“John isn’t speculating about which opponent he’s going to face,” Hamrick said. “He’s focused on building a campaign and engaging voters in a dialogue.”
And Democratic Congressional Campaign Committee (DCCC) spokesman Shripal Shah said the party is “going to aggressively target this overwhelmingly Democratic district regardless of who the Republican nominee is next year.”
Kovach surprised political observers by winning a December special House election 51-49. The party went on to take a state Senate seat in a special election last month, and then two weeks ago held the state House seat formerly held by the winner of the second race.
“We’re not having to look under rocks for people to run in these races, like we did the last couple cycles,” said state GOP Executive Director Seth Wimer.
Potential candidate Wedo is a restaurant executive who sold his company to Boston Market. He recently became more active in state GOP politics and would bring substantial personal wealth to the race — a plus in the Philadelphia media market.
Wedo and Kovach were both deferential to Castle and declined to talk openly about their interest in his seat. Castle’s support and blessing would play a huge role in determining whom the party lines up behind in the race.
Kovach called himself a “Mike Castle Republican.”
“I think he could really get behind a similarly minded candidate,” Kovach said. “I think he would have significant influence over potential candidates here in Delaware.”
Castle’s office did not comment for this story.
While those two appear good fits for the GOP, the party’s ideal candidate might be something closer to attorneys Connolly and Wharton. Connolly is well-known, and Wharton’s 47.5 percent showing against Beau Biden in the politically difficult 2006 attorney general race is still fresh in people’s minds.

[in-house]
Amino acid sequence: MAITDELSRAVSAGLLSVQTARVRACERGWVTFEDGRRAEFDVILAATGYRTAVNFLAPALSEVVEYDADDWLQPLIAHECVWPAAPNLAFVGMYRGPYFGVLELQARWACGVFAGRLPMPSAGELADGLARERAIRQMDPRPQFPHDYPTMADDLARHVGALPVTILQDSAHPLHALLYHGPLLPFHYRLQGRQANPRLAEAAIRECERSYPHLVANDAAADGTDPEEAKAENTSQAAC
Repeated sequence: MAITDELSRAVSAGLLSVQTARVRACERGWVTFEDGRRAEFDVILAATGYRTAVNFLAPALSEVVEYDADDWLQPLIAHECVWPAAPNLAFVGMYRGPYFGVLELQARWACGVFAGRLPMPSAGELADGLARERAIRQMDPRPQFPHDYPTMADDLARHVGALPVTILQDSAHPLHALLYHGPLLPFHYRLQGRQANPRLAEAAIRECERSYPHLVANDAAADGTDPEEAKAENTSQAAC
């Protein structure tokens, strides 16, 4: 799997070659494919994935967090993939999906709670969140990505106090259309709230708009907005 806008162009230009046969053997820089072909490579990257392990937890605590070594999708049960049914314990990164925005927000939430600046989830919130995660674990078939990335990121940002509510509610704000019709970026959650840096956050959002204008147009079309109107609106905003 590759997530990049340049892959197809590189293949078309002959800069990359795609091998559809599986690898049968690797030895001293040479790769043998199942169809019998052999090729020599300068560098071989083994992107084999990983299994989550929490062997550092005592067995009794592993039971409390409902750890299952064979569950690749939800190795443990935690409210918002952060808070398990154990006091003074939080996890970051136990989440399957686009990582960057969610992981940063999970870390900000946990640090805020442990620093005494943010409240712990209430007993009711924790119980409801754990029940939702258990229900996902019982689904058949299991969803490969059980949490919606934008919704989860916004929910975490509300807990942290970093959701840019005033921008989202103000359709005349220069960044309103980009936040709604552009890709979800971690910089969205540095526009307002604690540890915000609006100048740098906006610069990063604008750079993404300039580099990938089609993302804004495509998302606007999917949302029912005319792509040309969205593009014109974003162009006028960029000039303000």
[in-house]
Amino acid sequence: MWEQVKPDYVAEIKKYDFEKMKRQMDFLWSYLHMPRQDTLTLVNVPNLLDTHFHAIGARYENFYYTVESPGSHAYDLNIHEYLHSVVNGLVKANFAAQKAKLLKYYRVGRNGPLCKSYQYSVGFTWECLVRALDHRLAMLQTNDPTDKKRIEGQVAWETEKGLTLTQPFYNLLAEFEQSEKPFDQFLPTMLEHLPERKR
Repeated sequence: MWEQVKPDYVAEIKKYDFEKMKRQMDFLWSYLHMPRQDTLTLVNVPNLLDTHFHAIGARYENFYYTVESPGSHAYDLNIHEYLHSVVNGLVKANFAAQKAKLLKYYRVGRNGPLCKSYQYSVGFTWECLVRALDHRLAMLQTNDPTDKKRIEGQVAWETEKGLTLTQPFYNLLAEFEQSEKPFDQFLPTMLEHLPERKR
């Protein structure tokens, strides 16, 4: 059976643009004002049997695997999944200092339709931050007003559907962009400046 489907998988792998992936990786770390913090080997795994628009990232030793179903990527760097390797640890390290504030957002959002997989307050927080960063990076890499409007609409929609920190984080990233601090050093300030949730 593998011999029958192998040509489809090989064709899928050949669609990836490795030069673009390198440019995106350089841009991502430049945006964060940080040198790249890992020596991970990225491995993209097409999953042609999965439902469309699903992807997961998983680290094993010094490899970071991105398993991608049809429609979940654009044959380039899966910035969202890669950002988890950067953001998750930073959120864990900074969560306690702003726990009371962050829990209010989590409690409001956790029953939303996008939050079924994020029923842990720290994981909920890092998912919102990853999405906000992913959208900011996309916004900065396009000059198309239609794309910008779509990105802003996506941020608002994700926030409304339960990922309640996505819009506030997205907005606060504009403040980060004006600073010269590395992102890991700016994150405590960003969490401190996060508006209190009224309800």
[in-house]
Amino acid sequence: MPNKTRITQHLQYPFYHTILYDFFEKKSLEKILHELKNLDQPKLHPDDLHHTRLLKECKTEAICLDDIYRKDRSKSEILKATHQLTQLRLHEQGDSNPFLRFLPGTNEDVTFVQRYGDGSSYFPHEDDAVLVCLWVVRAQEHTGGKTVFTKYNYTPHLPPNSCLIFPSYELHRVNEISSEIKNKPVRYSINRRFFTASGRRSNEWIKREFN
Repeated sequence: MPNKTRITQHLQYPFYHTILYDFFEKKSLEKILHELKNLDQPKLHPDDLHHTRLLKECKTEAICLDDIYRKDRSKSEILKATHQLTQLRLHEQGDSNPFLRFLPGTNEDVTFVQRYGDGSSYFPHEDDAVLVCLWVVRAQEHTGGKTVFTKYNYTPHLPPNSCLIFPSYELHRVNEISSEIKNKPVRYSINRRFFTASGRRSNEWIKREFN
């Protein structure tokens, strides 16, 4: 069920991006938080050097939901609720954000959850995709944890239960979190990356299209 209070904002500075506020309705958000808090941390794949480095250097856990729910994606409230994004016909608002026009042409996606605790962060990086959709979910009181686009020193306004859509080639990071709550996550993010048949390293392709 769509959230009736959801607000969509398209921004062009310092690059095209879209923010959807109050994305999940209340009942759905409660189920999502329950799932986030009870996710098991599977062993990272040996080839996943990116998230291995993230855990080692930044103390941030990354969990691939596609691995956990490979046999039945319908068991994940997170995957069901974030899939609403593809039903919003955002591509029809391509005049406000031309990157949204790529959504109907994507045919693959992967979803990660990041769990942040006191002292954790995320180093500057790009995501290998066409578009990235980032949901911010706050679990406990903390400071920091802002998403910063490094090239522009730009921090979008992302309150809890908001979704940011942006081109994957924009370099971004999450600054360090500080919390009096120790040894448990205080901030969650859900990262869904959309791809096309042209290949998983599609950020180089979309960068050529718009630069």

As big fish go, though, Connolly could be difficult to lure into the political world. He said it’s “not something I’m focused on.”
And Wharton would likely be more tempted to run for attorney general again if Beau Biden opts to run for Senate.
Wharton said he met with GOP officials at the state party chairman’s behest, but declined to comment further on the House seat. He was more open when talking about the attorney general’s race.
“Yes, if the attorney general decides he wants to run for Senate, I would seriously consider that,” said Wharton, who is now assistant public defender.
Republicans could kill two birds with one stone, if Castle decided to run for Senate. Speculation has it that Castle’s sizable lead over Biden in early polling (55-34 in an April Susquehanna poll) could scare the vice president’s son away, leaving him to run for reelection to his current office in 2010. Wharton said he would be far less likely to run against Beau Biden.
A fifth option, and one Castle himself has talked about, is Republican former state Sen. Charlie Copeland, who lost badly in the 2008 lieutenant governor’s race. Copeland declined to express interest in the race. As a DuPont heir, Republicans say he could be formidable if he committed some wealth to the race.